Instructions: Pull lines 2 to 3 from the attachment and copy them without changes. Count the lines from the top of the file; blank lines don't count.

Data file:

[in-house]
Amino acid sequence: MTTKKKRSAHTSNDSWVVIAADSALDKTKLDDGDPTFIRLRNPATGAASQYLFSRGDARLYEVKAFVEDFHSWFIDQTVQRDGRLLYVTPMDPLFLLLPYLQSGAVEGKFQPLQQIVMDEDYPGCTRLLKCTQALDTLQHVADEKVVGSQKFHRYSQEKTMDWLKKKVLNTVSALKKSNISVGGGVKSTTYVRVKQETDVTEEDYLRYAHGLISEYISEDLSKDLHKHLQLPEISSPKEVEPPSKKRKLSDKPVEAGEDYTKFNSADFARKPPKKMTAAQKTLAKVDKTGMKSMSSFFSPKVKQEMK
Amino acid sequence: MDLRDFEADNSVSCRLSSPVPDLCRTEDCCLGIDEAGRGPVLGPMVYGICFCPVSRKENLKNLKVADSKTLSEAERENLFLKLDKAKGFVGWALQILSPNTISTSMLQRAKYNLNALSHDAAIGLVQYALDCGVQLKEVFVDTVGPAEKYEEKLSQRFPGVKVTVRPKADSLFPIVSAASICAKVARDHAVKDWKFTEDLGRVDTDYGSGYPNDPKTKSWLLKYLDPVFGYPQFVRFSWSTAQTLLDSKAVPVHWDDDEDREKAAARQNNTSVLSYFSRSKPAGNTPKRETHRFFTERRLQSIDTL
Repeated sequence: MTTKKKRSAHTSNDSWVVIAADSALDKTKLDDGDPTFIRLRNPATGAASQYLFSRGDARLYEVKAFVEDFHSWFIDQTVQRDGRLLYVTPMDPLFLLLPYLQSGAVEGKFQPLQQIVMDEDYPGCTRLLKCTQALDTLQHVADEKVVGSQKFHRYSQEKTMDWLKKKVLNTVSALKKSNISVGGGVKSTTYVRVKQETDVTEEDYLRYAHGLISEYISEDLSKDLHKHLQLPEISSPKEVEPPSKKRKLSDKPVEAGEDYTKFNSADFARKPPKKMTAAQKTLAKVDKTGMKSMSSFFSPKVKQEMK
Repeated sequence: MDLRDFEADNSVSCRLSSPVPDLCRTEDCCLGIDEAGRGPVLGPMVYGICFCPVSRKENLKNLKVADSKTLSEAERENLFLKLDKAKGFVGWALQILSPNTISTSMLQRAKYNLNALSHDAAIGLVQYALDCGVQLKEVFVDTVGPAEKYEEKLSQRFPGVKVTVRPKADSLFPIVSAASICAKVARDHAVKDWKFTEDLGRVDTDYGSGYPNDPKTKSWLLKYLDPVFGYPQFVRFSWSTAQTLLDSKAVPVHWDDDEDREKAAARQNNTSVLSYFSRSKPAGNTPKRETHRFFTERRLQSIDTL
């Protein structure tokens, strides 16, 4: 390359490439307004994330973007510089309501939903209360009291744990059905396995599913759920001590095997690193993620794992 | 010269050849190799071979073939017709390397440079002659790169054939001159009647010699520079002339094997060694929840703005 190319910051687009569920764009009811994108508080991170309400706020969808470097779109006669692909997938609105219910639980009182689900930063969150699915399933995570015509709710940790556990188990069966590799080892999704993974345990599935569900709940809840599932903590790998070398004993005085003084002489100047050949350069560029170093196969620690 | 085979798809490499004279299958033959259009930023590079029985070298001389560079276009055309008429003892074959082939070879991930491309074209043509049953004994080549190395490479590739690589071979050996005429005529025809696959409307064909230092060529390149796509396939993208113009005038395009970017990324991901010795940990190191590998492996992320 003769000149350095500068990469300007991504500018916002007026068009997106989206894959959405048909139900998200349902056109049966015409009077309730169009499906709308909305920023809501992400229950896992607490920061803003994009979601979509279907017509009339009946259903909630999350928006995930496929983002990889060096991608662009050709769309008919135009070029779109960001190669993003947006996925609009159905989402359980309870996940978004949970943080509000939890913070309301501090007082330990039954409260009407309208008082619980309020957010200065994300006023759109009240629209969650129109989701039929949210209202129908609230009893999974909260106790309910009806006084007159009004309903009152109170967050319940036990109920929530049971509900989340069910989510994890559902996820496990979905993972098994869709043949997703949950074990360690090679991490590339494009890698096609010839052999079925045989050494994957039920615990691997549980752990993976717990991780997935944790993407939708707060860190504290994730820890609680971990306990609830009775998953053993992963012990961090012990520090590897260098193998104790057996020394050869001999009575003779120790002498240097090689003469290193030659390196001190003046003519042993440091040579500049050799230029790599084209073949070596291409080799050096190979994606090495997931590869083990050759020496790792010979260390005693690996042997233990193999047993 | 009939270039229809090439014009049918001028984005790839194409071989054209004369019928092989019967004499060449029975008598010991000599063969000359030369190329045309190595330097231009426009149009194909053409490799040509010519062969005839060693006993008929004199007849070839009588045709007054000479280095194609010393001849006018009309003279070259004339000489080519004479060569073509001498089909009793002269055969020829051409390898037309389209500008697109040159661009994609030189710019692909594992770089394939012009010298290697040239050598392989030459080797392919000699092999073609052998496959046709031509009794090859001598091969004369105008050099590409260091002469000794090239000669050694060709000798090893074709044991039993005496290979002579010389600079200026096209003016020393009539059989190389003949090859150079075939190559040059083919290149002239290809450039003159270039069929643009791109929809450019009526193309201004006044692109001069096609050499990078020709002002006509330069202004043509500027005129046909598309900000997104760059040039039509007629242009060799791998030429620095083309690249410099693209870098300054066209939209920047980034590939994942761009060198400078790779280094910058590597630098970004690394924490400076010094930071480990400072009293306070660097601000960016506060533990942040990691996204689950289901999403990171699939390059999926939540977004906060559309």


Amino acid sequence: MTTKKKRSAHTSNDSWVVIAADSALDKTKLDDGDPTFIRLRNPATGAASQYLFSRGDARLYEVKAFVEDFHSWFIDQTVQRDGRLLYVTPMDPLFLLLPYLQSGAVEGKFQPLQQIVMDEDYPGCTRLLKCTQALDTLQHVADEKVVGSQKFHRYSQEKTMDWLKKKVLNTVSALKKSNISVGGGVKSTTYVRVKQETDVTEEDYLRYAHGLISEYISEDLSKDLHKHLQLPEISSPKEVEPPSKKRKLSDKPVEAGEDYTKFNSADFARKPPKKMTAAQKTLAKVDKTGMKSMSSFFSPKVKQEMK
Amino acid sequence: MDLRDFEADNSVSCRLSSPVPDLCRTEDCCLGIDEAGRGPVLGPMVYGICFCPVSRKENLKNLKVADSKTLSEAERENLFLKLDKAKGFVGWALQILSPNTISTSMLQRAKYNLNALSHDAAIGLVQYALDCGVQLKEVFVDTVGPAEKYEEKLSQRFPGVKVTVRPKADSLFPIVSAASICAKVARDHAVKDWKFTEDLGRVDTDYGSGYPNDPKTKSWLLKYLDPVFGYPQFVRFSWSTAQTLLDSKAVPVHWDDDEDREKAAARQNNTSVLSYFSRSKPAGNTPKRETHRFFTERRLQSIDTL